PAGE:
Impact of Chronic Neonatal Intermittent Hypoxia on Severity of Retinal Damage in a Rat Model of Oxygen-Induced Retinopathy

Kay D. Beharry, Charles L. Cai, Taimur Ahmad, Sibel Guzel, Gloria B. Valencia, Jacob V. Aranda

Department of Pediatrics, Division of Neonatal-Perinatal Medicine, State University of New York, Downstate Medical Center, Brooklyn, NY11203,USA. Department of Ophthalmology; State University of New York, Downstate Medical Center, Brooklyn, NY11203, USA. State University of New York Eye Institute, New York, NY10062, USA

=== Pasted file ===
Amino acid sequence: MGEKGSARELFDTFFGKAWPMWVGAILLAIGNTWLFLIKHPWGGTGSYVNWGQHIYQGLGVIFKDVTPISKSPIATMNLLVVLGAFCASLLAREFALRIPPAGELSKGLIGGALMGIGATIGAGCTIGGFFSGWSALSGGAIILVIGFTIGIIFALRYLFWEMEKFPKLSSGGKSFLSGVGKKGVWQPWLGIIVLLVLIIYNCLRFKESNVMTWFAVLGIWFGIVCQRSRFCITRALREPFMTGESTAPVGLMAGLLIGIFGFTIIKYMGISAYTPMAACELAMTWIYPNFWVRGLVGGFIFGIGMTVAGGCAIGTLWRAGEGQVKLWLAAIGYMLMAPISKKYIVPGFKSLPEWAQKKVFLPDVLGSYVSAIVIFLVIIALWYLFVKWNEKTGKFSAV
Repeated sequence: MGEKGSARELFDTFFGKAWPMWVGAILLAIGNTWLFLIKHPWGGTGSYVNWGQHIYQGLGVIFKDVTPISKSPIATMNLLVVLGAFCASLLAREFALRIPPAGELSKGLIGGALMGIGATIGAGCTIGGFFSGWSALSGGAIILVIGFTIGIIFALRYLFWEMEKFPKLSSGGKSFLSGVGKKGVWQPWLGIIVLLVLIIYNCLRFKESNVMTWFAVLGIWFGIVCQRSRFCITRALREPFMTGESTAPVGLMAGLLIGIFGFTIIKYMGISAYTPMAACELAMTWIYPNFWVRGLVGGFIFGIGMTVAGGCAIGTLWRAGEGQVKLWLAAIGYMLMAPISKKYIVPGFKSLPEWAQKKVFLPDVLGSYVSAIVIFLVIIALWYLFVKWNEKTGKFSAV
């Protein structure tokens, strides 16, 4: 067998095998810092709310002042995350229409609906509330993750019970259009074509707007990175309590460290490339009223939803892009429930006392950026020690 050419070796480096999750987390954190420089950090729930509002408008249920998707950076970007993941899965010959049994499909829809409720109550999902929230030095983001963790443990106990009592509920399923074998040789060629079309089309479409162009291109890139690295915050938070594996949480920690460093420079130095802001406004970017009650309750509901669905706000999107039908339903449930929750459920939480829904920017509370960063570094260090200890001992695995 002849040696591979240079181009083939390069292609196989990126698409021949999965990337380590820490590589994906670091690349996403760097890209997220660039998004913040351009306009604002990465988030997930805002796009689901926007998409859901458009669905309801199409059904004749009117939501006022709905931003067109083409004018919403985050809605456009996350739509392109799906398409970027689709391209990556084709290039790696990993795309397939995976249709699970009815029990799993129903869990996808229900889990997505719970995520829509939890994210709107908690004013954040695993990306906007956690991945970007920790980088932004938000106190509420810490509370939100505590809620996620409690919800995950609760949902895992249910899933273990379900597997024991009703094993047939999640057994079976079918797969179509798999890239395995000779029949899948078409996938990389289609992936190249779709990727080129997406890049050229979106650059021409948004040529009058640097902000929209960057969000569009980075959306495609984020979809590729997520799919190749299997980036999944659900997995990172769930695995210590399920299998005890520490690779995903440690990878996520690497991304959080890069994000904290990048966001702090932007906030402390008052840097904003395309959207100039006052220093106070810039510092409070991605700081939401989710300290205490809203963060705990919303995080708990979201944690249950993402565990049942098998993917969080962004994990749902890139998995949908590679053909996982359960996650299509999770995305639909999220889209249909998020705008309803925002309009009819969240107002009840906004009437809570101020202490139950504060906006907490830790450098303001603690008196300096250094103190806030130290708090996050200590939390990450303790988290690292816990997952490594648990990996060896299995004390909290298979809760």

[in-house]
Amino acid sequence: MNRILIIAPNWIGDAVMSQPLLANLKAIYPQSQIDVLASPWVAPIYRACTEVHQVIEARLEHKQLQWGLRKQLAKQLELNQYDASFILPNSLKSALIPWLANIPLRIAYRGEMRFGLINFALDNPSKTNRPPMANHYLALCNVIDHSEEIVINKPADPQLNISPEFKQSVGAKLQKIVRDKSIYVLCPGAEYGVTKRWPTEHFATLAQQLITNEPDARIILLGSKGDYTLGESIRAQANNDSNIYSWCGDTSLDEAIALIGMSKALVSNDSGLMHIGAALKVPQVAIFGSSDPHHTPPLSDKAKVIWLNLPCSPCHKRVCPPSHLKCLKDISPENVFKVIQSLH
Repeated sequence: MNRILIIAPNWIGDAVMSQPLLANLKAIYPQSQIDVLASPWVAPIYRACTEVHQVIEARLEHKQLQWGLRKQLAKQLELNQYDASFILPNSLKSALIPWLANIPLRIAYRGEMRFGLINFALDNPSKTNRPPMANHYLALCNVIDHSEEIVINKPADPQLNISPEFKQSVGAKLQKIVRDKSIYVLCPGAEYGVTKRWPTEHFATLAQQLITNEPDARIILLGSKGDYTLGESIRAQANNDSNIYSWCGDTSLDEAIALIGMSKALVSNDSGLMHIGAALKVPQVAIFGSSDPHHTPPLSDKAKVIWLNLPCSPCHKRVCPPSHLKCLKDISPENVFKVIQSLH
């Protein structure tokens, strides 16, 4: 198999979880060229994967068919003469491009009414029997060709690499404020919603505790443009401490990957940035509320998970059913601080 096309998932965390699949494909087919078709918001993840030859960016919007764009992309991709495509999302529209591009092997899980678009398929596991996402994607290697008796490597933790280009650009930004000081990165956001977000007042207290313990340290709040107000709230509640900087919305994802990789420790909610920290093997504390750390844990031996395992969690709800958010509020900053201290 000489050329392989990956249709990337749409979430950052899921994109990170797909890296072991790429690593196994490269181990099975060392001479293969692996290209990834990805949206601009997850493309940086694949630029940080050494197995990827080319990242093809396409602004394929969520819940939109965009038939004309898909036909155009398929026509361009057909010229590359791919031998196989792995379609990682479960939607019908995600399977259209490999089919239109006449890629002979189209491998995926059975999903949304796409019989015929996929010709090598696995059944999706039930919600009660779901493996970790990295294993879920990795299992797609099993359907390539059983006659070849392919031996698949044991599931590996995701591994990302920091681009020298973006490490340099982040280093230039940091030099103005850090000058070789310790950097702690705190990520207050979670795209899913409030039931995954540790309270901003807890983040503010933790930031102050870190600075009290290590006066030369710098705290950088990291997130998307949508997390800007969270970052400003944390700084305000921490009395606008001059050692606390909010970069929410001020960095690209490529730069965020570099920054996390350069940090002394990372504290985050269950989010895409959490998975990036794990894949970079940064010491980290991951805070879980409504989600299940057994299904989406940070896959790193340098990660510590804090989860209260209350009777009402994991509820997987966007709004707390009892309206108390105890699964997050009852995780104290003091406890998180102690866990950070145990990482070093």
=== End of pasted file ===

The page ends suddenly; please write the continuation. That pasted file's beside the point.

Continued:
Neonatal intermittent hypoxia (IH) followed by re-oxygenation in normoxia or supplemental oxygen (IHR) increases the risk for severe retinopathy of prematurity (ROP).  The exact timing for the onset of retinal damage which may guide strategic interventions during retinal development, is unknown. We tested the hypothesis that chronic exposure of the immature retina to neonatal IH induces early manifestations of retinal damage that can be utilized as key time points for strategic pharmacologic intervention. Newborn rats were exposed to IH within 2 hours of birth (P0) until P14, or allowed to recover in room air (RA) from P14 to P21 (IHR).  Retinal integrity and angiogenesis biomarkers were progressively assessed before (P0), during IH, and post IH (recovery in RA), or IHR, and compared to normoxic age-matched controls. Retinal damage occurred as early as day 3 of neonatal IH, consistent with vascular abnormalities and disturbances in the astrocytic template. These abnormalities worsened during IHR.  Pharmacologic and non-pharmacologic interventions to identify, prevent, or minimize neonatal IH should be implemented shortly after birth in high risk preterm newborns. This strategy may lead to a reduction in the outcome of severe ROP requiring later invasive treatments. Journal of Nature and Science (JNSCI), 4(3):e488, 2018

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